Turnovers sink Magic in South Beach


The Magic maybe had the Heat right where they wanted them. They could not get out on the fast break, they could not get the easy run out that usually supply Miami with the points to pull away from Orlando. The Magic were turning the ball over, but many of them were dead-ball turnovers. And so the game bogged down.

Orlando was committed to getting back on the break. And the offense, after struggling early, settled down and got the ball moving side to side.

Those pesky turnovers reared their head in the fourth quarter. They did not quite lead to the runouts that give Stan Van Gundy nightmares every time the Magic go up against the Heat, but they did give the Heat the extra possessions they needed to blow the game open.

Miami led by four points entering the fourth quarter. And Orlando seemed to start turning the ball over immediately off the first possession of the fourth quarter. The Magic had seven turnovers in the first six minutes of the fourth quarter — including three in the first three possessions of the quarter. Orlando did not lose any ground, but the momentum of the game had changed.

Dwyane Wade took over.

Wade scored 14 of his 31 points in the fourth quarter, ding it in a variety of ways — taking floaters and jumpers from the baseline and absolutely wasting the Magic defense in the way that superstars do.

Orlando was clearly a little rattled by all the turnovers early in the quarter and even the simplest passes seemed to be a struggle for several of Orlando’s ball handlers. The Magic could not get good looks and the Heat did a good job crowding and rushing Dwight Howard. Howard missed two key shots that could have stopped the bleeding and could not convert from the free throw line.

In this low-scoring of a game, that little burst of offense from Wade and the Heat was enough to slowly build a double-digit lead. The Magic could not get free against the swarming Heat defense and fell 91-81 at American Airlines Arena on Sunday.

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Miami extended its home win streak to 13 games and proved to be very difficult to handle when push came to shove. This was very much a game that would come down purely to late-game execution, getting a good shot and making them.

That was what Wade was doing in the final moments of this game.

The Magic had their moments of great execution — really good execution. But late in the game, they could not get the ball to Dwight Howard, could not get a good shot and could not get the ball in the basket.

Orlando had just 34 points in the second half and shot 39.5 percent for the game. For the most part, the team did not settle for 3-pointers (taking just 21 in the game, making nine) and did a really good job moving the ball around the perimeter and into the paint. But the fourth quarter, especially the late stages of the quarter, was a different animal. Miami more aggressively trapped ball handlers coming off the pick and roll in the corners and ramped up the pressure.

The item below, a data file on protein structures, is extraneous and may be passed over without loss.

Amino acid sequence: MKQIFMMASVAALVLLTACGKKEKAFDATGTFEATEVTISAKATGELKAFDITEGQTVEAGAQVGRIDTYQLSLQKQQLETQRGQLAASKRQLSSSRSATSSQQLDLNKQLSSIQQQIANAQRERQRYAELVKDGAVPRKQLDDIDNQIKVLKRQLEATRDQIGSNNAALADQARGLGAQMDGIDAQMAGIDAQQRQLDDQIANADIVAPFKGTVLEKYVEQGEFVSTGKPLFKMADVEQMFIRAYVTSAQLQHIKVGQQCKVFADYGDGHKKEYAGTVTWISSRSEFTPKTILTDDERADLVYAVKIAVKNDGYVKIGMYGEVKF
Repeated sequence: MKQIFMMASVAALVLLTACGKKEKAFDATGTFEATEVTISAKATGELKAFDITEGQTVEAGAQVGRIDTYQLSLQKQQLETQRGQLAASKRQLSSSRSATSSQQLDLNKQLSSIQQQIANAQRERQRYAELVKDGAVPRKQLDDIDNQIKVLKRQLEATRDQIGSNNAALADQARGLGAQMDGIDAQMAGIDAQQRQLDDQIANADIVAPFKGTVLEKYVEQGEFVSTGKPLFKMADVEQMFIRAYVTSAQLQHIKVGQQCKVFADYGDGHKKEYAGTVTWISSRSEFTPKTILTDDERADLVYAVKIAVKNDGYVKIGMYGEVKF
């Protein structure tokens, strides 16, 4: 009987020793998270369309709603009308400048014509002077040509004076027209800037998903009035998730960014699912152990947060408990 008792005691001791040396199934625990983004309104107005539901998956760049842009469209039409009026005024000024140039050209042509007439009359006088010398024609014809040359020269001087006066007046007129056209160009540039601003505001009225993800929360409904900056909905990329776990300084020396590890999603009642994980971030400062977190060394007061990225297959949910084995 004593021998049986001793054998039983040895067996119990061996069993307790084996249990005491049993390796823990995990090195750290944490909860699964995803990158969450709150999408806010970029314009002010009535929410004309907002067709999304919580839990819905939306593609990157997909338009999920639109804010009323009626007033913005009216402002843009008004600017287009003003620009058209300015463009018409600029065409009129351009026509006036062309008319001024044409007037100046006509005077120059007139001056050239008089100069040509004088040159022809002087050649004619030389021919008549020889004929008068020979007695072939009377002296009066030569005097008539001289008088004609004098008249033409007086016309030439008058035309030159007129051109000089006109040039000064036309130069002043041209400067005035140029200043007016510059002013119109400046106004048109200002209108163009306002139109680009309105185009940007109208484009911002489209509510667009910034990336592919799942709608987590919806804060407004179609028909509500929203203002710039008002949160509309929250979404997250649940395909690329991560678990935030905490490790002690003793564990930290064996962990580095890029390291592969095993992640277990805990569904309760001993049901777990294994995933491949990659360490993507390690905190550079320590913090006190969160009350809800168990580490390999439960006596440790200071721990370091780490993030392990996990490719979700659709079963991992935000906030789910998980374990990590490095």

The Magic were least successful in this game when the ball handler held onto the ball waiting for something to happen. You have to make the Heat defense react, not react to the Heat’s defense. Most of the night, particularly in the second quarter when the Magic came back from a 13-point first-quarter deficit, this is precisely what the Magic did.

Still, when push came to shove, Orlando could not come up with the baskets.

Dwight Howard scored only 18 points and grabbed only 11 rebounds. He shot 7 for 17 from the floor and 4 for 10 from the line, as the Heat played him physically and tried to crowd him out with two defenders shading him before the entry to the post. In the fourth quarter, Orlando went scoreless for four minutes and saw a four-point deficit expand to 11.

That was the deciding stretch. The Magic were 0 for 5 and 0 for 2 from the line. Howard missed two shots and two free throws in this stretch. It was just the wrong time to go cold with Wade scoring so frequently. That is how these games get decided.

The tenor though late was generally a positive one from Stan Van Gundy. He noted the 20 turnovers Orlando committed overall, but was generally happy with the team’s defensive effort.

For sure, the Magic played the best defense against the Heat that they had all season. Miami did not get very many of those run outs and could not control the pace of the game. When Orlando did miss a shot or did turn the ball over in a live-ball situation, the team was getting back and stopping LeBron James or Dwyane Wade from getting out into the open floor.

Glen Davis and, especially, Quentin Richardson were really key in this role. Richardson slowed down James from making the outlet pass a few times and tipped his fair share of passes to slow Miami down. That seemed to be half the battle for any defense in playing Miami.

Richardson turned in one of his better games in a Magic uniform with 15 points on 5-for-7 shooting from beyond the arc. His impact was not seen in the box score.

Orlando was clearly just a bit short in this one though. There was nothing the Magic could do but look at themselves for failing to protect the ball down the stretch (and really throughout the game) and failing to execute offensively. Those are not easy things to do against an elite defensive team.

The Magic though probably showed that they can still play some inspired defense against an elite offensive team too. A win would have been incredibly nice. But, there is no shame at losing to Miami.

What is important is that Orlando should know that it can be at anybody if it takes care of its own business. The Magic have another chance to prove that tomorrow night against the Bulls.